And the saga continues . . .
In Sound of Music Co. v. Minnesota Mining and Manufacturing Co., 477 F.3d 910 (7th Cir. 2007), a music equipment dealer (“plaintiff”) brought suit against its supplier (“defendant”) alleging violation of the Illinois Franchise Disclosure Act and violation of the Minnesota Franchise Act.
In 1995, the parties entered into an agreement (“agreement” or “1995 agreement”) whereby plaintiff was to be defendant’s non-exclusive distributor of background music and equipment. This agreement was set to expire on December 31, 1999 “unless earlier terminated by either party as provided herein.” In the years following, the music industry began to experience a rapid change, which made defendant fear that it would no longer be financially advantageous for it to continue in the background music business.
Accordingly, defendant had one of its employees evaluate the company’s background music business. The evaluation report recommended that defendant expeditiously shut down its background music business. Acting on this, defendant sent plaintiff a letter in November 1997 that it would no longer be in the background music business as of December 31, 1998—just one year prior to the agreement’s initial expiration date. Plaintiff consulted its attorney shortly after receiving this letter and subsequently brought suit alleging, among other claims, violation of the Illinois Franchise Disclosure Act and violation of the Minnesota Franchise Act. The district court granted summary judgment in favor of defendant and plaintiff appealed.
Illinois Franchise Disclosure Act Claim
Actions brought under the Illinois Franchise Disclosure Act must be brought within one year “after the franchisee becomes aware of facts or circumstances reasonably indicating that he may have a claim for relief in respect to conduct governed” thereunder. When plaintiff received defendant’s termination notice in November 1997, the court determined that plaintiff had a reasonable indication that it possessed a claim under the Illinois Franchise Disclosure Act. This indication was reinforced when plaintiff consulted its attorney a mere three days after receiving the termination notice. Despite this, plaintiff did not file its complaint until February 2, 1999. Because the one-year statute of limitations had already expired prior to plaintiff’s initiation of the cause of action, the court of appeals rejected plaintiff’s Illinois Franchise Disclosure Act violation claim.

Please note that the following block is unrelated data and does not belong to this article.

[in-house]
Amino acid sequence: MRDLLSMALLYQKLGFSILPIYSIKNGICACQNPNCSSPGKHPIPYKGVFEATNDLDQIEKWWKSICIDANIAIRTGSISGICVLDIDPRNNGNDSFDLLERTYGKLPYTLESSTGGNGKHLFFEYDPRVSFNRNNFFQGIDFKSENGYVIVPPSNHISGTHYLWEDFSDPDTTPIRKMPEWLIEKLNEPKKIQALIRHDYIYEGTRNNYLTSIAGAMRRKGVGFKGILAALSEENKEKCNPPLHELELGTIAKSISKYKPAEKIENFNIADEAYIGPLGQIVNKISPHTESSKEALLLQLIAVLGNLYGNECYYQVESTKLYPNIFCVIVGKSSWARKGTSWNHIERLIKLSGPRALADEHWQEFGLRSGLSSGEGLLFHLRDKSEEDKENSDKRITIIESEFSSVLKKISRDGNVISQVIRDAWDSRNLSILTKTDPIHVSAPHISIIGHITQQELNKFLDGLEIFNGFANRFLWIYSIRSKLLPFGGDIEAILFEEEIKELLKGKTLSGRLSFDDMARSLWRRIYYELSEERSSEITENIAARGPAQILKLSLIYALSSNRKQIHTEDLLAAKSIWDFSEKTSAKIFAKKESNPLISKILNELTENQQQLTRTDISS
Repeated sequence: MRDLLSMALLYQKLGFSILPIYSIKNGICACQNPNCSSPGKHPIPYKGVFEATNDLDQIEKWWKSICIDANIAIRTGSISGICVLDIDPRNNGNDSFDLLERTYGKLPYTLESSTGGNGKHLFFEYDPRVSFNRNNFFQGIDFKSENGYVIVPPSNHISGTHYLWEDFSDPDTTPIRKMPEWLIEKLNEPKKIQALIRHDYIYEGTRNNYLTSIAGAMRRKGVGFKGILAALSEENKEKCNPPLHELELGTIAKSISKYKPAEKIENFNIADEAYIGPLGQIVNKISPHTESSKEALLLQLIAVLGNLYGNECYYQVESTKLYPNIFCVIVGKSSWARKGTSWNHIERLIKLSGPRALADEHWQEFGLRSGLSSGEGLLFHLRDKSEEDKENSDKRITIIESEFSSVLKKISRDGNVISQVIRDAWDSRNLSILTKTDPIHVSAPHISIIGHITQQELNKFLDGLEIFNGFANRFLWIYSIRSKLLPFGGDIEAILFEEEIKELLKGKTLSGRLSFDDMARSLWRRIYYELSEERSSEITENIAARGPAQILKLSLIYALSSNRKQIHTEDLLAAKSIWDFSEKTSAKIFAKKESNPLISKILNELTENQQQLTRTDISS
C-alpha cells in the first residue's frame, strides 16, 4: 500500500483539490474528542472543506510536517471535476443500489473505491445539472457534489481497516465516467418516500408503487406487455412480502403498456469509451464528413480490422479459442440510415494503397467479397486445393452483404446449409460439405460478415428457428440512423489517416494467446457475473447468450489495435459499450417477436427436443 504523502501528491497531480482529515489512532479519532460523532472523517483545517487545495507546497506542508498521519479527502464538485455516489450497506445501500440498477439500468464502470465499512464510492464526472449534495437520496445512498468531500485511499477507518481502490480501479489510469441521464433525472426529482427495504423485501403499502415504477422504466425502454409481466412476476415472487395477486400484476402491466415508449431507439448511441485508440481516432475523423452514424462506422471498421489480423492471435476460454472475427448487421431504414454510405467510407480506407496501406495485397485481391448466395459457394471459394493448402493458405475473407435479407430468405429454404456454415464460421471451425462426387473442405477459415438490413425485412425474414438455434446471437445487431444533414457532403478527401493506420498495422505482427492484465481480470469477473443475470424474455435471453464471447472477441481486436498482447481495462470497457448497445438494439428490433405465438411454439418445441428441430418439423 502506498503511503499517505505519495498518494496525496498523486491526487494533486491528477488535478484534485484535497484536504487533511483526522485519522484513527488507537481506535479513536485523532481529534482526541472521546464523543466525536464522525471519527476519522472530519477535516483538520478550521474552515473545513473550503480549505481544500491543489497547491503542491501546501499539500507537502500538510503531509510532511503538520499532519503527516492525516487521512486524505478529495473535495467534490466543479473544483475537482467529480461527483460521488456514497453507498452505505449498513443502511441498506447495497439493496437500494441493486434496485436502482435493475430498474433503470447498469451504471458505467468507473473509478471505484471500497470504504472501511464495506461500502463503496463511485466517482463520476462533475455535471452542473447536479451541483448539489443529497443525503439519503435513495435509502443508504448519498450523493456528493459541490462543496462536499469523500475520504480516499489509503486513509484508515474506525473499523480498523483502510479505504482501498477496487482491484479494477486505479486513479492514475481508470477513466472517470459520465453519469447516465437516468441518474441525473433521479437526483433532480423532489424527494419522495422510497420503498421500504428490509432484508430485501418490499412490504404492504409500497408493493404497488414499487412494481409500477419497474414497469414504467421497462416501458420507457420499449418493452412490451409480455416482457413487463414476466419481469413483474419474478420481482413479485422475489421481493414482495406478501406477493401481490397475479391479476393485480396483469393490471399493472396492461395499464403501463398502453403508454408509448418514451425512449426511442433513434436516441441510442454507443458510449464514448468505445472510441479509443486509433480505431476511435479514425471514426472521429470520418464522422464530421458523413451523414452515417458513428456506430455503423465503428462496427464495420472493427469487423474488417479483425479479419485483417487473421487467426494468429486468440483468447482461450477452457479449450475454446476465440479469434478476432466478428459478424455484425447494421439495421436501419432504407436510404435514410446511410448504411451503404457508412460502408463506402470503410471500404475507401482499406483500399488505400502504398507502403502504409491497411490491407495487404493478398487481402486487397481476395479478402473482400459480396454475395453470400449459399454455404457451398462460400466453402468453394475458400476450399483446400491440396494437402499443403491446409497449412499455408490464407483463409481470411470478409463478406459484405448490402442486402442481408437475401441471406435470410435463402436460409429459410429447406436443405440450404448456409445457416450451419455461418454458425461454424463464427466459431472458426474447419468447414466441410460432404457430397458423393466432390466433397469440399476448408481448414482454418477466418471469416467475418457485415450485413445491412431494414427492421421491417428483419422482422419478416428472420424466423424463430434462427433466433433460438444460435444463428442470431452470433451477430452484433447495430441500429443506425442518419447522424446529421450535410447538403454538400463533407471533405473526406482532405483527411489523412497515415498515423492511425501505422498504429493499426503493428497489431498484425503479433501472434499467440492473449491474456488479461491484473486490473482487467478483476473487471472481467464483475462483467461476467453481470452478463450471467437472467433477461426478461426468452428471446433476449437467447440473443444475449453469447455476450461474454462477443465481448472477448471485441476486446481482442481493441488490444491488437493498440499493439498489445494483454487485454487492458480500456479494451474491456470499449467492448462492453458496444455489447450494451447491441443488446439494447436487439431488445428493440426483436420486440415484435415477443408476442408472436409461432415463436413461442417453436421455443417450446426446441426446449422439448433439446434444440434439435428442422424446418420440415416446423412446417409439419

Minnesota Franchise Act Claim
Turning to plaintiff’s termination without good cause claim under the Minnesota Franchise Act, the court first looked to whether the agreement between the parties was in fact a “franchise,” and thereby rendering it under the purview of the Minnesota Franchise Act. In support of its argument that it paid a franchise fee, plaintiff argued that the $2,400 “dealer reception fee” that it paid under an earlier agreement with defendant was enough to render it a franchisee at the time defendant terminated the 1995 agreement.
The court did not find this argument persuasive. First, the earlier agreement, which required plaintiff to pay the dealer reception fee, was terminated two years prior to the 1995 agreement. Second, the negotiations for the 1995 agreement made it clear that the 1995 agreement was to be a stand-alone contract, and not to be considered a renewal or extension of the prior agreement. Third, the court doubted that the dealer reception fee could be considered a franchise fee under the earlier agreement, as “[n]ot all payments made by a purported franchisee over the course of a business relationship constitute franchise fees. Instead, only fees paid for the ‘right’ to enter into a business or the ‘right’ to continue a business qualify.”
To expand on this third point, the court found nothing to suggest that plaintiff paid a franchise fee at the time it signed its first agreement with defendant. Although there was a $2,400 fee listed, “the text of the agreement suggest[ed] that this was a fee charged to dealers for the space [defendant] leased on the satellite that transmitted music signals, not a fee for the ‘right to enter’ or continue in the background music business with [defendant].”
Takeaway: Although an agreement may require the payment of “fees,” those fees must be for the right to enter into or continue the business in order to satisfy the franchise fee element of the Minnesota Franchise Act.
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